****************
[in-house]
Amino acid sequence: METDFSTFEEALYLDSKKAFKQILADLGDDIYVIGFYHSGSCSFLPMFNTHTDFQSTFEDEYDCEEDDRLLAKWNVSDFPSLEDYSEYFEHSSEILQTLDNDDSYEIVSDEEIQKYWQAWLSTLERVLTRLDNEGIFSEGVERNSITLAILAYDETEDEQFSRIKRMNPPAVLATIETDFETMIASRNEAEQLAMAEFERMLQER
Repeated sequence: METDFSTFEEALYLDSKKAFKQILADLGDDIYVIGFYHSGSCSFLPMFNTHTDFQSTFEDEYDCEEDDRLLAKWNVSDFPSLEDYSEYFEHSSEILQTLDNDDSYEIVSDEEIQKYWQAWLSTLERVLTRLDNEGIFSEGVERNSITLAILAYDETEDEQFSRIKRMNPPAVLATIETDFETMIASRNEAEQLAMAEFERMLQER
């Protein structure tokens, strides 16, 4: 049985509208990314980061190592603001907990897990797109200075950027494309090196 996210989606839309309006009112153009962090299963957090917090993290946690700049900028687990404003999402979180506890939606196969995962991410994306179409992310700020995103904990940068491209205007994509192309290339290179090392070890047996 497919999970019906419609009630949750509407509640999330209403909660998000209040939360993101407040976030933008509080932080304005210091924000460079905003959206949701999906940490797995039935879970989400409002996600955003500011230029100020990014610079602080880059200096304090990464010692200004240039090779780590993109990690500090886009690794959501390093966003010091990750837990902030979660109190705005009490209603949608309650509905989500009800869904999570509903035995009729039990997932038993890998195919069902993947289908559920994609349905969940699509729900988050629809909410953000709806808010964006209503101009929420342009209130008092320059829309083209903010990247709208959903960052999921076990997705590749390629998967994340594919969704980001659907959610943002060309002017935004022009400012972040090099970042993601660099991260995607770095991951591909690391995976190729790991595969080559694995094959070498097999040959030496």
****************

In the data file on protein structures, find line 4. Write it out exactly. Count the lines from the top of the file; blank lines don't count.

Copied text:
């Protein structure tokens, strides 16, 4: 049985509208990314980061190592603001907990897990797109200075950027494309090196 996210989606839309309006009112153009962090299963957090917090993290946690700049900028687990404003999402979180506890939606196969995962991410994306179409992310700020995103904990940068491209205007994509192309290339290179090392070890047996 497919999970019906419609009630949750509407509640999330209403909660998000209040939360993101407040976030933008509080932080304005210091924000460079905003959206949701999906940490797995039935879970989400409002996600955003500011230029100020990014610079602080880059200096304090990464010692200004240039090779780590993109990690500090886009690794959501390093966003010091990750837990902030979660109190705005009490209603949608309650509905989500009800869904999570509903035995009729039990997932038993890998195919069902993947289908559920994609349905969940699509729900988050629809909410953000709806808010964006209503101009929420342009209130008092320059829309083209903010990247709208959903960052999921076990997705590749390629998967994340594919969704980001659907959610943002060309002017935004022009400012972040090099970042993601660099991260995607770095991951591909690391995976190729790991595969080559694995094959070498097999040959030496």